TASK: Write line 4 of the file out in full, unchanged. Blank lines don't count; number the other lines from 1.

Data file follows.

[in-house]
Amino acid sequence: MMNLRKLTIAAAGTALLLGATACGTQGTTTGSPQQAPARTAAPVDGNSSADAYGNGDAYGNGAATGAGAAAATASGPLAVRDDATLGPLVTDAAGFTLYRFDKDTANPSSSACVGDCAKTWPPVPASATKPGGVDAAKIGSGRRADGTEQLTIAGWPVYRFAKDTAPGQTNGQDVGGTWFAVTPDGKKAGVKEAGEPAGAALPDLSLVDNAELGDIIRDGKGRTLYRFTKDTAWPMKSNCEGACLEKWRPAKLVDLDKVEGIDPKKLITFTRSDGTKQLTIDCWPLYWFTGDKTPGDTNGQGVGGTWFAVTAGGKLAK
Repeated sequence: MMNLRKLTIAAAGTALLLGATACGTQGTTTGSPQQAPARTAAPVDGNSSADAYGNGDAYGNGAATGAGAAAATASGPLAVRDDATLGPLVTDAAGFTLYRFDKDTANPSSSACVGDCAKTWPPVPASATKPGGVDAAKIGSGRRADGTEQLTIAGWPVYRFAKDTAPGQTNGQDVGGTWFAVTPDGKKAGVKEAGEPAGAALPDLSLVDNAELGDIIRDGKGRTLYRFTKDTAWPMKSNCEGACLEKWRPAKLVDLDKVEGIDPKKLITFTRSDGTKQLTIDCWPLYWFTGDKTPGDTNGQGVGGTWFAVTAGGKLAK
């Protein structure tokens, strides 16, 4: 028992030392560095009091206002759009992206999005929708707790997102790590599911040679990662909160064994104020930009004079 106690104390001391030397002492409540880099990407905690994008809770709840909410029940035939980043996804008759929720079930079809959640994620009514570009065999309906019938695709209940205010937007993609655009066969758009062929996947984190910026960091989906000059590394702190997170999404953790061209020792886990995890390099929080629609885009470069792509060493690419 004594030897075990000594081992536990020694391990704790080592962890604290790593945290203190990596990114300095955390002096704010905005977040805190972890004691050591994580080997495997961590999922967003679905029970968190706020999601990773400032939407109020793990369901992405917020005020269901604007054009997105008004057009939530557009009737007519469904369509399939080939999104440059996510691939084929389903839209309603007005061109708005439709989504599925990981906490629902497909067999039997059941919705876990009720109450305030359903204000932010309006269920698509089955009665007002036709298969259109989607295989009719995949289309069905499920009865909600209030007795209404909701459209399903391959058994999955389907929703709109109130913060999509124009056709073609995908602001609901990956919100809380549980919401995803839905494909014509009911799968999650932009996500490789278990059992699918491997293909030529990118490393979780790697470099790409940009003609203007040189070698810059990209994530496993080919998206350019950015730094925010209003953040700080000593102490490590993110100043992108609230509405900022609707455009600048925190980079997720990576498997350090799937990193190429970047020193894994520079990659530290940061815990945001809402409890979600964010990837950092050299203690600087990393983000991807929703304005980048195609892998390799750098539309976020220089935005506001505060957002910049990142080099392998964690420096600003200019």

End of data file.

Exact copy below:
């Protein structure tokens, strides 16, 4: 028992030392560095009091206002759009992206999005929708707790997102790590599911040679990662909160064994104020930009004079 106690104390001391030397002492409540880099990407905690994008809770709840909410029940035939980043996804008759929720079930079809959640994620009514570009065999309906019938695709209940205010937007993609655009066969758009062929996947984190910026960091989906000059590394702190997170999404953790061209020792886990995890390099929080629609885009470069792509060493690419 004594030897075990000594081992536990020694391990704790080592962890604290790593945290203190990596990114300095955390002096704010905005977040805190972890004691050591994580080997495997961590999922967003679905029970968190706020999601990773400032939407109020793990369901992405917020005020269901604007054009997105008004057009939530557009009737007519469904369509399939080939999104440059996510691939084929389903839209309603007005061109708005439709989504599925990981906490629902497909067999039997059941919705876990009720109450305030359903204000932010309006269920698509089955009665007002036709298969259109989607295989009719995949289309069905499920009865909600209030007795209404909701459209399903391959058994999955389907929703709109109130913060999509124009056709073609995908602001609901990956919100809380549980919401995803839905494909014509009911799968999650932009996500490789278990059992699918491997293909030529990118490393979780790697470099790409940009003609203007040189070698810059990209994530496993080919998206350019950015730094925010209003953040700080000593102490490590993110100043992108609230509405900022609707455009600048925190980079997720990576498997350090799937990193190429970047020193894994520079990659530290940061815990945001809402409890979600964010990837950092050299203690600087990393983000991807929703304005980048195609892998390799750098539309976020220089935005506001505060957002910049990142080099392998964690420096600003200019």